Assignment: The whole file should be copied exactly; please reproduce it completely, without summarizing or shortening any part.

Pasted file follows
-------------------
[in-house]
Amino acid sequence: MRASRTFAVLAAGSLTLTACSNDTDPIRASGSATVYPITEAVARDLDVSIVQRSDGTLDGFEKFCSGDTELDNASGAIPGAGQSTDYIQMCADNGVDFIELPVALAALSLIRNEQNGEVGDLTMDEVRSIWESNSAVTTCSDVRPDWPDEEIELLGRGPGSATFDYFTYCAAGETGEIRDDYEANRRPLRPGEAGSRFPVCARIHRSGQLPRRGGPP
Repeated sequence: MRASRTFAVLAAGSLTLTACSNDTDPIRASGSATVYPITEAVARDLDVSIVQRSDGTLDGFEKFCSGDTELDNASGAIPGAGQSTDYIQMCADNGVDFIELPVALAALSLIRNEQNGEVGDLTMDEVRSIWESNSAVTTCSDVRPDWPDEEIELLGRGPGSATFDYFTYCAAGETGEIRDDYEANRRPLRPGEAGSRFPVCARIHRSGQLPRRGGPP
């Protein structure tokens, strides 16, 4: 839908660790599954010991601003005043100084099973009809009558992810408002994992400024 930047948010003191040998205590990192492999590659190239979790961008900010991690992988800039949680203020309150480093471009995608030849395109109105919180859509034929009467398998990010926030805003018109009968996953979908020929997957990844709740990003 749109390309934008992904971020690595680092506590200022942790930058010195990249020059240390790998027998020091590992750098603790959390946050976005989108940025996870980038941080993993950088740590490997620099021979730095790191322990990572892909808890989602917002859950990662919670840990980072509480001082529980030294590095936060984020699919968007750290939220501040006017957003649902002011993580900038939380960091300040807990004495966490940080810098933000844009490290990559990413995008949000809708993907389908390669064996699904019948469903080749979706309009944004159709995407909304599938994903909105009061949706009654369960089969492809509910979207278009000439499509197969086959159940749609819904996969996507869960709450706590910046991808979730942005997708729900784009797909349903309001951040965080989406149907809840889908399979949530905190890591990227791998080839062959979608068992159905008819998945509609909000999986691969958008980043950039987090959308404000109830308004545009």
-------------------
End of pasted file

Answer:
[in-house]
Amino acid sequence: MRASRTFAVLAAGSLTLTACSNDTDPIRASGSATVYPITEAVARDLDVSIVQRSDGTLDGFEKFCSGDTELDNASGAIPGAGQSTDYIQMCADNGVDFIELPVALAALSLIRNEQNGEVGDLTMDEVRSIWESNSAVTTCSDVRPDWPDEEIELLGRGPGSATFDYFTYCAAGETGEIRDDYEANRRPLRPGEAGSRFPVCARIHRSGQLPRRGGPP
Repeated sequence: MRASRTFAVLAAGSLTLTACSNDTDPIRASGSATVYPITEAVARDLDVSIVQRSDGTLDGFEKFCSGDTELDNASGAIPGAGQSTDYIQMCADNGVDFIELPVALAALSLIRNEQNGEVGDLTMDEVRSIWESNSAVTTCSDVRPDWPDEEIELLGRGPGSATFDYFTYCAAGETGEIRDDYEANRRPLRPGEAGSRFPVCARIHRSGQLPRRGGPP
């Protein structure tokens, strides 16, 4: 839908660790599954010991601003005043100084099973009809009558992810408002994992400024 930047948010003191040998205590990192492999590659190239979790961008900010991690992988800039949680203020309150480093471009995608030849395109109105919180859509034929009467398998990010926030805003018109009968996953979908020929997957990844709740990003 749109390309934008992904971020690595680092506590200022942790930058010195990249020059240390790998027998020091590992750098603790959390946050976005989108940025996870980038941080993993950088740590490997620099021979730095790191322990990572892909808890989602917002859950990662919670840990980072509480001082529980030294590095936060984020699919968007750290939220501040006017957003649902002011993580900038939380960091300040807990004495966490940080810098933000844009490290990559990413995008949000809708993907389908390669064996699904019948469903080749979706309009944004159709995407909304599938994903909105009061949706009654369960089969492809509910979207278009000439499509197969086959159940749609819904996969996507869960709450706590910046991808979730942005997708729900784009797909349903309001951040965080989406149907809840889908399979949530905190890591990227791998080839062959979608068992159905008819998945509609909000999986691969958008980043950039987090959308404000109830308004545009």